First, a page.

Helping Children Cope with Tragedy in the News

Helping Children Cope with Tragedy in the News

Sadly, this week has been marked by two tragic shootings, one more locally in Oregon, and another one at a school in Connecticut.  Our hearts and thoughts go out to the victims of these tragedies.  We  thought it would be helpful to identify some tips that can help parents talk to their children about these difficult events.  
  1. Honor your own feelings
  2. Be Supportive and available to your children
  3. Talk about it: Talk to your children, but also listen: encourage your children to express how they feel
  4. Reassure them of their safety and security (no matter what age).  That the grown ups in their life are working to keep them safe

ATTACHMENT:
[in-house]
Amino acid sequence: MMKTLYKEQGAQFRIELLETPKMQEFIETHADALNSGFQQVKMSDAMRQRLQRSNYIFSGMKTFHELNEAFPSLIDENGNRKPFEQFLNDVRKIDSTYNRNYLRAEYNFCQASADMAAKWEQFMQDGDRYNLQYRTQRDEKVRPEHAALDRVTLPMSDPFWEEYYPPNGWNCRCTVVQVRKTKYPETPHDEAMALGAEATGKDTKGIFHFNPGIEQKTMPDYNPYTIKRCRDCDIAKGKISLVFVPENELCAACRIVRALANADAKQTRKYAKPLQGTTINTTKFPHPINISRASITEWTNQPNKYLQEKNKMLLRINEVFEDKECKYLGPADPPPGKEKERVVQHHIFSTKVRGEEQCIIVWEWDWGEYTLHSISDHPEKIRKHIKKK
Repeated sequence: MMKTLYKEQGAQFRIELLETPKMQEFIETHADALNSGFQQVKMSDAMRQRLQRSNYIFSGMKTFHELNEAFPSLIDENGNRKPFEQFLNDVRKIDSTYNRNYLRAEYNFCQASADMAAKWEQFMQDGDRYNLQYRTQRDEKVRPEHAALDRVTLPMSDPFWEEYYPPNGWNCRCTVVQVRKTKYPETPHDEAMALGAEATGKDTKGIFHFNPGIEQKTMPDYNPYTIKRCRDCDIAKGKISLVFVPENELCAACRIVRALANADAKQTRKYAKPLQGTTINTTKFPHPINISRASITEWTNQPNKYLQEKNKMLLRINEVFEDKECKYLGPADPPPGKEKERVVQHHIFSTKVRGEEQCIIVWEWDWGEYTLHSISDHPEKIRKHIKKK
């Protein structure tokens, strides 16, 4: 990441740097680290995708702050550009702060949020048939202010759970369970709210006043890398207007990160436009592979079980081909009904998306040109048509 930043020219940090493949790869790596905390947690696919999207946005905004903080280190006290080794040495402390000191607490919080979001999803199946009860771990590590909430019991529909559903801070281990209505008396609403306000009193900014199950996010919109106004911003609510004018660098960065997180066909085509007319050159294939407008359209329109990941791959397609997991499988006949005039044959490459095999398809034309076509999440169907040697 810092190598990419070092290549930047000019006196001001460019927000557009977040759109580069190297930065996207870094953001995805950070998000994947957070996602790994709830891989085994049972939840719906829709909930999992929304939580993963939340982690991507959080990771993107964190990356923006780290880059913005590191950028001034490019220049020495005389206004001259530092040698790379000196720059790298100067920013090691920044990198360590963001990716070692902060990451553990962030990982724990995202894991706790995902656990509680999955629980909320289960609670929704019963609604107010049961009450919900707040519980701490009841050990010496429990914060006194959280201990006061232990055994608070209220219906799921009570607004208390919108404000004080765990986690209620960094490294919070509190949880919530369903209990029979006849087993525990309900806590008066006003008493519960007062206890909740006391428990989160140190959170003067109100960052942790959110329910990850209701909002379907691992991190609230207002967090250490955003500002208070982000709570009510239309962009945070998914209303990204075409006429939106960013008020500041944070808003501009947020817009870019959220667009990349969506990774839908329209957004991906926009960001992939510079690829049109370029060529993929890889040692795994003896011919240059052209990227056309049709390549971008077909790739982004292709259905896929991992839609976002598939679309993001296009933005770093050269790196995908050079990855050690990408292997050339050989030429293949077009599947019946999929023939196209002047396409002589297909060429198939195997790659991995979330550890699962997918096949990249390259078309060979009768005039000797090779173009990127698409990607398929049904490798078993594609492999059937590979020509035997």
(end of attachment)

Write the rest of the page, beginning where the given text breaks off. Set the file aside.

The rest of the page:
5. Take a break: Focus on positive activities, connecting with others
  6. Keep descriptions simple, limit their exposure to graphic descriptions or images
  7. Limit access to TV and Radio reports
  8. If they ask if violence can happen to them? Repeat that it is unlikely, and the grown ups are there to help them keep safe
  9. Watch for symptoms of stress: Clinginess, stomach aches, headaches, nightmares, changes in behavior
  10. Seek help if you are concerned that your child is not coping well after a few days
  11. Take care of yourself and your children: Eat healthy, get exercise, Connect with friends and loved ones


Take care,

Ryan Scott, PhD, Vista Counseling 

(with help from the American Psychological Association, the Children’s National Medical Center, and the American Humane Association)

Posted on December 14, 2012 and filed under "children", "coping", "shooting", "tragedy".